This is a list of Westinghouse elevator fixtures. Westinghouse was a manufacturer of many different products, including elevators and escalators. Westinghouse started making elevators and escalators in the early/mid-1900's, and sold off their elevator division to Schindler in 1989.
This page lists elevator fixtures that were used in Westinghouse elevators in the United States and also Europe (France, Belgium and Germany).
These fixtures consist of large black buttons that do not light up. On some elevators, the car station can be a car switch.
In the 1950s, Westinghouse used black buttons for their elevators. Floor counters are simple with small illuminating numberings and usually mounted above the landing doors. On some elevators, the call buttons are a triangular metal plate with grooved surface and placed on a triangular lamp which lights up in green for up and red for down.
Westinghouse made a rotodial indicator. They called it the Synchro Dial indicator.
Solenoid buttons were used on some early Westinghouse Selectomatic elevators in the 1950s. They look similar to their normal black buttons but they latch on when they are pressed and pop out when the car stops at the floor or when the elevator reaches the top or bottom floor if it’s selectomatic. These buttons were also similar to the pop-out buttons used on early Otis Autotronic elevators as well as European Schindler elevators installed in the 1960s. In addition, these buttons were possible to be pulled out to cancel car calls. In some cases, there is a number next to the button that lights up when you press the button. There is also a white version, which lights up when pressed
These are smaller white buttons that protrudes from the panel and have black font.
These buttons are solid grey with a circular pattern, and are very rare.
These are smaller plastic round white buttons which were used in many Westinghouse elevators in France, Belgium and Germany in the 1970s. These buttons were also used in KONE Westinghouse branded elevators after Kone took over Westinghouse's European elevator divisions in 1975.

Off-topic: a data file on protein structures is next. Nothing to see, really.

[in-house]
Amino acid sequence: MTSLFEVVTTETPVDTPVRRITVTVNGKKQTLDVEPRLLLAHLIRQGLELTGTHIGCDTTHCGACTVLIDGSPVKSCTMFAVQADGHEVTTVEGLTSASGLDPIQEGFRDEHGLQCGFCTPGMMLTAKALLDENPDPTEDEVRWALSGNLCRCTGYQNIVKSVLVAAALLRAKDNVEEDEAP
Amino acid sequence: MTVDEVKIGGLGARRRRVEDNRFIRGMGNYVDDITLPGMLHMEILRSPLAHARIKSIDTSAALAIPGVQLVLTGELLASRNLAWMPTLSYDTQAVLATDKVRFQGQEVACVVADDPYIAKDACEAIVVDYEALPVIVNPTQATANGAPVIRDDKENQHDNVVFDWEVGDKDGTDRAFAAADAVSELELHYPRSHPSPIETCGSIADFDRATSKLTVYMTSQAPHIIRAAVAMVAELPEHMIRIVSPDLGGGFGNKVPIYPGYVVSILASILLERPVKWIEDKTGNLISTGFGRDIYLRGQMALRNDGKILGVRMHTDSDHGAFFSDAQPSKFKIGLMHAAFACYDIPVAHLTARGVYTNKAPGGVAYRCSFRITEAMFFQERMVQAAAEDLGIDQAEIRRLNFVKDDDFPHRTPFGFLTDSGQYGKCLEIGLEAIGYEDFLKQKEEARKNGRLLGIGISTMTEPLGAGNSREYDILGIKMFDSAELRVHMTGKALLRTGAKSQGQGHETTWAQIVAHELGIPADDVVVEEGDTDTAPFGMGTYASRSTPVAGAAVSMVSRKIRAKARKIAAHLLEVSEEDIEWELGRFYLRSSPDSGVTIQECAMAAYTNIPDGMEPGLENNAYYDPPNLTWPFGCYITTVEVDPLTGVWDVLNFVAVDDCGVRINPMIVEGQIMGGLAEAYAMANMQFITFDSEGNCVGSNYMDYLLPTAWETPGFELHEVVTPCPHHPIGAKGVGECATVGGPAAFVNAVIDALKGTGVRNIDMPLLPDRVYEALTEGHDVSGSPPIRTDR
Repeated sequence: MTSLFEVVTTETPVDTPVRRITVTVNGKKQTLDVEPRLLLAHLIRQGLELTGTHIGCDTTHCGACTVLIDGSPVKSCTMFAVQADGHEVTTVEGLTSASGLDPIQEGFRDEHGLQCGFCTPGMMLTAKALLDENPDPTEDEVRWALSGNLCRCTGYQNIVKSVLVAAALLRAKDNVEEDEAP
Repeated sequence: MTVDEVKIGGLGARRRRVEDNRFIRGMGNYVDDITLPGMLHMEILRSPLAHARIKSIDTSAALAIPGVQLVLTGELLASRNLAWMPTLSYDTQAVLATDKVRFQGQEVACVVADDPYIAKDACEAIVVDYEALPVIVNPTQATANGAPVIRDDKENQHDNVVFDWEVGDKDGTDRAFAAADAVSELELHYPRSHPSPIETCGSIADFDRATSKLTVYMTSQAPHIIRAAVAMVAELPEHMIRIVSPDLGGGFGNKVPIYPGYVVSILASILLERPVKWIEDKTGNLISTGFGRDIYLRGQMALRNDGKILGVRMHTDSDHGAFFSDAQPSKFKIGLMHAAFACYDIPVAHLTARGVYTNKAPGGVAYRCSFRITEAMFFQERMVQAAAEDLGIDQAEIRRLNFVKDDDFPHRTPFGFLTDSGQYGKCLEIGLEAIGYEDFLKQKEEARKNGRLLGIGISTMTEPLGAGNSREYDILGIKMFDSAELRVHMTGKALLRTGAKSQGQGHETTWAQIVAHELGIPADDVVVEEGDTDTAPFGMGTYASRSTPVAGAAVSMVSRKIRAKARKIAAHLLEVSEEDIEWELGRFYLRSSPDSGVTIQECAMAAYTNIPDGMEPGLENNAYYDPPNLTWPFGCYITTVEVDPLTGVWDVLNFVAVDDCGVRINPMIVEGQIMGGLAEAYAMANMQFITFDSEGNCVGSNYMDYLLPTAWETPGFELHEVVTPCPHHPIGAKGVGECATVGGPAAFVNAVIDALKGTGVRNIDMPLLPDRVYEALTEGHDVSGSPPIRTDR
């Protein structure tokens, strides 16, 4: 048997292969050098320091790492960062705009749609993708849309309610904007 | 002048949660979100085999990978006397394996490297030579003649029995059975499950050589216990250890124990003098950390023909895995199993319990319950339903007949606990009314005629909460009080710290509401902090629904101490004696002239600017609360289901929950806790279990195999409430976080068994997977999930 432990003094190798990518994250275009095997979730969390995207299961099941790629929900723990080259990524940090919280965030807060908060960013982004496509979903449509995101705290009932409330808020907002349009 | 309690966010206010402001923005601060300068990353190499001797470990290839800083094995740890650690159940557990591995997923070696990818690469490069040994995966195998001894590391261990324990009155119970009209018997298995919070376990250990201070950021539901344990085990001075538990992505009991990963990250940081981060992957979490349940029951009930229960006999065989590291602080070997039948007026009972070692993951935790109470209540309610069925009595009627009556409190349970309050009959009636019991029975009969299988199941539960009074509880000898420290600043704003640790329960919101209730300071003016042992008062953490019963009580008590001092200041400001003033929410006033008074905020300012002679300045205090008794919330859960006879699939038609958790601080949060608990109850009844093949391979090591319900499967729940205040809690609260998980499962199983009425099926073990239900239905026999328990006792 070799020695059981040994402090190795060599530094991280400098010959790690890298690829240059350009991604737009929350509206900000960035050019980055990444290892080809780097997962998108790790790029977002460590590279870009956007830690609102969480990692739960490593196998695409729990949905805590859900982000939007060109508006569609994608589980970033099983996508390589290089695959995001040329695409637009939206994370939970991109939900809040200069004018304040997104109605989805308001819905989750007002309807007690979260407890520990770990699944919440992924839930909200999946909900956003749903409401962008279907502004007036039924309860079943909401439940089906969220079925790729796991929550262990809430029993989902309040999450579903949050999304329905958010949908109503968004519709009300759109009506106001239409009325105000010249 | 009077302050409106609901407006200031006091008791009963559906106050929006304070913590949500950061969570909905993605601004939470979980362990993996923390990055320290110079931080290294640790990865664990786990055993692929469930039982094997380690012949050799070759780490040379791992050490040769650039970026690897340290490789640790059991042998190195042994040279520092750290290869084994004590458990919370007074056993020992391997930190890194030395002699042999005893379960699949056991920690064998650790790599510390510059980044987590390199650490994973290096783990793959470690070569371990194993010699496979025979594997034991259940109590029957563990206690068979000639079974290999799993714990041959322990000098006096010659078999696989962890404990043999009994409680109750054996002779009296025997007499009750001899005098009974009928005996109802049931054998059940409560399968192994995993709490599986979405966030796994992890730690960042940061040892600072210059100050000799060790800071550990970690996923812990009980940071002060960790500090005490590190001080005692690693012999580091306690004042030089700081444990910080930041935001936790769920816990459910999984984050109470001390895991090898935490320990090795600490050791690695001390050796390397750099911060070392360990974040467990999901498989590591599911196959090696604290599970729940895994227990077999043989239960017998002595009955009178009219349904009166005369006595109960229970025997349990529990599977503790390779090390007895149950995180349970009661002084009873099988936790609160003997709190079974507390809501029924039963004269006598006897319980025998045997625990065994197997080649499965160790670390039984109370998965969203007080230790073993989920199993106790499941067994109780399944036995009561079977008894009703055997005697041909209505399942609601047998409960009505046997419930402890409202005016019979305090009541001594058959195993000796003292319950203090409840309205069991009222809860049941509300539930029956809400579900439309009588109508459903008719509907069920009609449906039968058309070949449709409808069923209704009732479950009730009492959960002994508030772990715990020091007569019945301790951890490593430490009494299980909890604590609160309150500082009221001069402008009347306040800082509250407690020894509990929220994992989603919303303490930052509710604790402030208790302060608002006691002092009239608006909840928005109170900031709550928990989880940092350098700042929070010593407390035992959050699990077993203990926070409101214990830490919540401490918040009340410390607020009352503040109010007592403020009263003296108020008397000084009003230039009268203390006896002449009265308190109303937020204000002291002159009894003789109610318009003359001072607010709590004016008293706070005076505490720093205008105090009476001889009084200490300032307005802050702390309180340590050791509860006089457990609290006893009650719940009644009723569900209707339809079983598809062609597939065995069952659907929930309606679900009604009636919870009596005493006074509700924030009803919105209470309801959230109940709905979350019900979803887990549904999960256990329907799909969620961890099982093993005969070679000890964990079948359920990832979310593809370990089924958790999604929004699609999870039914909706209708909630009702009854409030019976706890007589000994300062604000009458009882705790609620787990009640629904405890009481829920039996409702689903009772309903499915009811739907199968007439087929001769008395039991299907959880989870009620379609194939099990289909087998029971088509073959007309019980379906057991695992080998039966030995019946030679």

These were Westinghouse's most used fixtures lines when it came to installs, and equivalent to Dover's Traditional and Montgomery's A Series fixtures. In the 1960s and early 1970s, a black version was also available. The fonts are different depending on the version. They use Gorton condensed characters or Helvetica medium characters. Most 1970s and 1980s Westinghouse elevators would have Westinghouse Type "A" call buttons, but Epco AE/Circle Line on the car station. Schindler stopped using these fixtures after the buyout. In the 1960s and 1970s, Type "E" was used in some Westinghouse Selectomatic elevators.
IEE style indicator
Westinghouse also used an IEE style indicator, possibly made by IEE.
Westinghouse made a very unusual mechanical indicator. It appears to be either a wheel, or a belt with holes cut in it that light shines through to display the floor number.
These fixtures have metal buttons with white numbers painted on them, and 6 dots for the light, 3 above the number, and 3 below the number. These fixtures might be a form of Type "E" and have only been found in Pittsburgh at three locations (one has now been replaced, one has original hall stations), plus two outside of Pittsburgh (one completely replaced, the other just the original hall stations), making them historically rare.
PEP is a fixture made by Adams, where the buttons use Adams Survivor contacts. PEP refers to the braille, which there were two kinds. PEP-AS is with silver tactile, while PEP-AM is with muntz (brass) tactile. The buttons are often referred to as "RT," although this is an inaccurate term, as EPCO catalogs show it as PEP. It's also possible Westinghouse/Schindler called them RT, while EPCO/Adams called them PEP, although this isn't confirmed. It was used by Westinghouse in the late 1980s before Schindler bought them out. Schindler continued using them. The floor indicators are illuminating white circles with the number and arrow printed on them, or digital EPCO LED indicators.
MT was first used in very late Westinghouse elevators before they merged with Schindler. MT fixtures were continued by Schindler from 1989 to around 2008. These buttons were shaped like Otis Series 1, Montgomery Vector and Dover/ThyssenKrupp Impulse but had a red line above the button similar to Vector. MT is also possible to be mounted on a Schindler M-Line panel, which had very few installations in the United States.
- List of Schindler elevator fixtures (North America)
- List of Elevadores Atlas elevator fixtures - some of Westinghouse's fixtures listed above were used by this company because of license agreement between the two companies.